Revit Piping System Labels

When adding piping system to a Revit model, it is desirable to label piping systems with their system type so that you see text on the piping line.  Some examples of this are HW for Hot Water, CW for Cold Water, and S for Sanitary Waste.

In AutoCAD, piping systems are typically shown by drawing a line with a specific line type that displays the desired text.  This works fine since the lines themselves contain no data and are just symbolic.  Revit does not allow line types with text in the line like is allowed in AutoCAD.  However, Revit makes it super easy to label piping systems with the appropriate text.  I believe that the net result is the same, if not better.

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Create Type Catalog from Existing Revit Family

There are times that a Revit user will come across a family where the family creator added many types to the family.  I recently talked to someone that had a family with over 100 types defined within the family.  This has the following ramifications:

  • It increases the size of the family.
  • It creates many family types in the project that are not needed.
  • It displays a long list of types in the Type Selector for the family making it confusing finding the desired type.

Fortunately, Autodesk Revit has provided us with an easy way to create a Type Catalog that contains all of the types contained within the family.  This eliminates the need to have a family with a huge list of types within it.  We can create the Type Catalog directly from the family, so we do not need to recreate the data contained in each family type.

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Schedule Organization Improvements in Revit 2018.1

For a long time, I have wished that there were better ways to organize schedules in Revit’s Project Browser, especially in project files with dozens of schedules.  The recently released 2018.1 version of Revit does just that and allows me various ways to organize my schedules in a Revit project file.  Different disciplines and different companies have varying quantities of schedules, so some users will appreciate this new feature more than users.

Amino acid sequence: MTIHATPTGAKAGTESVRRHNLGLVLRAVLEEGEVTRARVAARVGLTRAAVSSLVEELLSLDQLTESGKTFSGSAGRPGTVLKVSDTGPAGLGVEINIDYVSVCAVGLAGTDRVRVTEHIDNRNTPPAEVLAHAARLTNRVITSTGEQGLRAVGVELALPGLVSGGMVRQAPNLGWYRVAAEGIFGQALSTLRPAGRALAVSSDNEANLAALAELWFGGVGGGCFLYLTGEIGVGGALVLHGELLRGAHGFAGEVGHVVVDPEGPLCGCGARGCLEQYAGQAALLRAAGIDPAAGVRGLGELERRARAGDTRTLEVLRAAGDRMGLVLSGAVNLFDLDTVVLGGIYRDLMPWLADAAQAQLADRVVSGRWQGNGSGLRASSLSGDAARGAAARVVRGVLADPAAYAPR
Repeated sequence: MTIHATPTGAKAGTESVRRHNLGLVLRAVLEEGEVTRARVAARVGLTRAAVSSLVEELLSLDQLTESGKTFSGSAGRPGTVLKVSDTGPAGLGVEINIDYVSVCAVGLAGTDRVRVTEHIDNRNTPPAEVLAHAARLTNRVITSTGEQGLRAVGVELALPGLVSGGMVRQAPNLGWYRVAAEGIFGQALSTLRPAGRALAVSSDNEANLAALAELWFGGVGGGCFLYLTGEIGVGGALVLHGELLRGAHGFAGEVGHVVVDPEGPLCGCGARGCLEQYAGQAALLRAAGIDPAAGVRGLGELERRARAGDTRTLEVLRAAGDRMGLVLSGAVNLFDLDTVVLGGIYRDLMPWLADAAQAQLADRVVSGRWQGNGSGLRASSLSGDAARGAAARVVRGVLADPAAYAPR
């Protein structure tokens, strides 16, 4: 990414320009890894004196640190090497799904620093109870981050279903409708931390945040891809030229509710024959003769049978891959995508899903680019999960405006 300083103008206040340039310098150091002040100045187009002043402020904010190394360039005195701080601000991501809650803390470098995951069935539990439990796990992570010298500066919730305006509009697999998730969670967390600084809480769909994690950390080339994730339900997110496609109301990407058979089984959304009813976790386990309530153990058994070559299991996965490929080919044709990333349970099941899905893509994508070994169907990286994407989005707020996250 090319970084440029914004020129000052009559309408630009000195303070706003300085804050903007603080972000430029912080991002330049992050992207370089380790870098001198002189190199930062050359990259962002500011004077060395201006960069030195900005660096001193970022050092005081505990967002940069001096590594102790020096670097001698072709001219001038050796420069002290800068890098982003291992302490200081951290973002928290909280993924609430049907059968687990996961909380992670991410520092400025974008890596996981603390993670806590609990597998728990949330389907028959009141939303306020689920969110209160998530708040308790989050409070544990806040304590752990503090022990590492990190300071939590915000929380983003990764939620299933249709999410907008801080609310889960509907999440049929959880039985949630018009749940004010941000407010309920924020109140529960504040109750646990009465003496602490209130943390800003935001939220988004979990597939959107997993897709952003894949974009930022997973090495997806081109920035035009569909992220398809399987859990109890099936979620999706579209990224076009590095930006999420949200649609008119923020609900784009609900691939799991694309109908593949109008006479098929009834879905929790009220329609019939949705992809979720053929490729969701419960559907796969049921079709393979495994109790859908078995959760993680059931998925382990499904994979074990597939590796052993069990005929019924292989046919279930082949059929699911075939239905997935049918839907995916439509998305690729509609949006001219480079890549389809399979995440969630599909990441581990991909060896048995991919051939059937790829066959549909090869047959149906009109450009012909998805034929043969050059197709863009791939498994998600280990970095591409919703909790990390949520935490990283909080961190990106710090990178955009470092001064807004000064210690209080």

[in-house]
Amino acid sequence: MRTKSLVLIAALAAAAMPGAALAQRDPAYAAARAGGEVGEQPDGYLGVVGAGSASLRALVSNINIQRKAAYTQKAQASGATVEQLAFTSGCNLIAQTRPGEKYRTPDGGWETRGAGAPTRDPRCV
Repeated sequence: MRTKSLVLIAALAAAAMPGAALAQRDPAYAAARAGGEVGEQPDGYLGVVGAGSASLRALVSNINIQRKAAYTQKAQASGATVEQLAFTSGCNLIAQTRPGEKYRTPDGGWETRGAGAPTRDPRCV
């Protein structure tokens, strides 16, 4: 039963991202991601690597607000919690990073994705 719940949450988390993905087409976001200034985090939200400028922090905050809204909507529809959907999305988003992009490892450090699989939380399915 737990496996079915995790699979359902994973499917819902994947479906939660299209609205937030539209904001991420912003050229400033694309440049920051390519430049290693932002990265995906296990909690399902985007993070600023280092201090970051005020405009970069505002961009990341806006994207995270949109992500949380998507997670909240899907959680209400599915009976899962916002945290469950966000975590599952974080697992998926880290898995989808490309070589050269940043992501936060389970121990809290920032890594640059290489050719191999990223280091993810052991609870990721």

The following image shows grouping the schedules based upon working schedules and schedules that will be placed on sheets.  This particular option is created by having 2 different View Templates for schedules – one for working schedules and one for schedules on sheets.  Schedules are then grouped by View Templates.

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Starting View Using Parameters

It is pretty typical for organizations to utilize the Starting View function within Revit and use that view to show project information.  That information often includes project name, project number, project address, and other important data.  Ideally, some of that information would be displayed using the same project parameters as used in title blocks to maintain consistency.  It can.

I believe that using a starting view is “good BIM” and good utilization of the starting view is very important.  It can help the model load more quickly and give the user important information about the project since it will be the first view seen when opening the project file.